Hypertensive Encephalopathy

The hypertensive encephalopathy (term introduced in 1928) is the encephalopathic findings associated with the accelerated malignant phase of hypertension. The terms accelerated and malignant were used to describe the retinal findings associated with hypertension, as follows:
  • Accelerated hypertension is associated with group 3 Keith-Wagener-Barker retinopathy, which is characterized by retinal hemorrhages and exudates on funduscopic examination
  • Malignant hypertension is associated with group 4 Keith-Wagener-Barker retinopathy, which is characterized by the presence of papilledema, heralding neurologic impairment from an elevated intracranial pressure (ICP)
Hypertensive encephalopathy refers to the transient migratory neurologic symptoms that are associated with the malignant hypertensive state in a hypertensive emergency. 
The clinical symptoms are usually reversible with prompt initiation of therapy. In the evaluation of an encephalopathic patient, it is vital to exclude systemic disorders and various cerebrovascular events that may present with a similar constellation of clinical findings.


The clinical manifestations of hypertensive encephalopathy are due to increased cerebral perfusion from the loss of blood-brain barrier integrity, which results in exudation of fluid into the brain. In normotensive individuals, an increase in systemic blood pressure over a certain range (ie, 60-125 mm Hg) induces cerebral arteriolar vasoconstriction, thereby preserving a constant cerebral blood flow (CBF) and an intact blood-brain barrier.
In chronically hypertensive individuals, the cerebral autoregulatory range is gradually shifted to higher pressures as an adaptation to the chronic elevation of systemic blood pressure.This adaptive response is overwhelmed during a hypertensive emergency, in which the acute rise in systemic blood pressure exceeds the individual’s cerebral autoregulatory range, resulting in hydrostatic leakage across the capillaries within the central nervous system (CNS). Brain MRI scans have shown a pattern of typically posterior (occipital greater than frontal) brain edema that is reversible. This usually is termed reversible posterior leukoencephalopathy or posterior reversible encephalopathy syndrome (PRES).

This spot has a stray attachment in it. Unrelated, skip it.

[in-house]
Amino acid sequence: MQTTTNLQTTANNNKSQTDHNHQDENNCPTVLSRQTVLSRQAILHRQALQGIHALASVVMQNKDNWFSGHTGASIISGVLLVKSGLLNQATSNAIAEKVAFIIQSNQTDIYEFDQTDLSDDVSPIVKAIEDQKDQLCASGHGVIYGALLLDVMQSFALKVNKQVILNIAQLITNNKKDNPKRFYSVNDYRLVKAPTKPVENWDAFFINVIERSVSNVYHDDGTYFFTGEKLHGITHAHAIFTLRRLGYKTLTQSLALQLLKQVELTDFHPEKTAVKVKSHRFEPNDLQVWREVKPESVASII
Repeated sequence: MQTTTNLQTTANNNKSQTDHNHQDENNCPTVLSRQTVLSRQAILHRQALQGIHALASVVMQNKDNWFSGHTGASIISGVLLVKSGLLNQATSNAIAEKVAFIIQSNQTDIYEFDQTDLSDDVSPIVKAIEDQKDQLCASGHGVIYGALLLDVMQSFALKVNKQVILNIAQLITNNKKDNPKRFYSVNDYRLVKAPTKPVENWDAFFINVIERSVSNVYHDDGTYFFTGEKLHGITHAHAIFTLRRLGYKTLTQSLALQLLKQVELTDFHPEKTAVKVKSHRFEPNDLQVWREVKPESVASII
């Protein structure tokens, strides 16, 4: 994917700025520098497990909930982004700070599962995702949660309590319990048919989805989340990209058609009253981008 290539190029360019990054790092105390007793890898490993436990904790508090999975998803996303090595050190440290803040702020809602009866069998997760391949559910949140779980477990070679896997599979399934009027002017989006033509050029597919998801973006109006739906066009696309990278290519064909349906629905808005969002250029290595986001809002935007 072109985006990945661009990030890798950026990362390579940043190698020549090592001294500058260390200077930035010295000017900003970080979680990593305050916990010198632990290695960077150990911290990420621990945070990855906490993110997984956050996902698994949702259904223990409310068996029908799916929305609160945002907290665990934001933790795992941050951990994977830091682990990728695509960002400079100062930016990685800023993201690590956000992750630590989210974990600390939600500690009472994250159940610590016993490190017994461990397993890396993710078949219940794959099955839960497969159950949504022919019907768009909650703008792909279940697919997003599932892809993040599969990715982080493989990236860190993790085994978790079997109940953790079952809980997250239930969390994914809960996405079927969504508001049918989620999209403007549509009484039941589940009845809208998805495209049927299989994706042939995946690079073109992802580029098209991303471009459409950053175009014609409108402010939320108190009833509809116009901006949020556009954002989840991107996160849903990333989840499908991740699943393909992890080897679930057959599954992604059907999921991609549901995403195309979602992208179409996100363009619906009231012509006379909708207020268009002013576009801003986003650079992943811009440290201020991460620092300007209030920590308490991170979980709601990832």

With persistent elevation of the systemic blood pressure, arteriolar damage and necrosis occur

54-year-old man with hypertensive brainstem encephalopathy. Admission computed tomography (CT) scan: Sequential axial CT images at the level of the upper brainstem show diffuse hypodensity of the upper pons (long black arrow), as well as hypodense areas within the superior cerebellar hemispheres (short black arrows

54-year-old man with hypertensive brainstem encephalopathy. Followup computed tomography (CT) scan: Sequential axial CT images at the level of the upper brainstem show almost complete resolution of the hypodense appearance of the upper pons, cerebellum white matter, and subthalamic nuclei bilaterally


Patients usually have vague neurologic symptoms and may present with symptoms of headache, confusion, visual disturbances, seizures, nausea, and vomiting. Headaches are usually anterior and constant in nature. The onset of symptoms usually occurs over 24-48 hours, with neurologic progression over 24-48 hours.
Patients also may present with symptoms resulting from other end-organ damage. Examples of these symptoms include the following:
  • Cardiovascular symptoms of aortic dissection, congestive heart failure,angina, palpitations, irregular heartbeat, or dyspnea
  • Renal hematuria and acute renal failure

Special Considerations:

Hypertensive encephalopathy is a diagnosis of exclusion, and other potentially life-threatening causes must be considered in the assessment of a patient with neurologic deficits. In addition to the conditions listed in the differential diagnosis, other problems to be considered include the following:
  • Acute central nervous system (CNS) event
  • Acute thrombotic stroke
  • Cerebral embolus
  • CNS mass lesion
  • Encephalitis
  • Intracranial hemorrhage
  • Renal failure

Differential Diagnoses

  • Eclampsia
  • Encephalopathy, Hepatic
  • Encephalopathy, Uremic
  • Head Trauma
  • Pheochromocytoma
  • Subarachnoid Hemorrhage
  • Subdural Hematoma


Post a comment

Note: only a member of this blog may post a comment.


Next Post
Newer Post
Previous Post
Older Post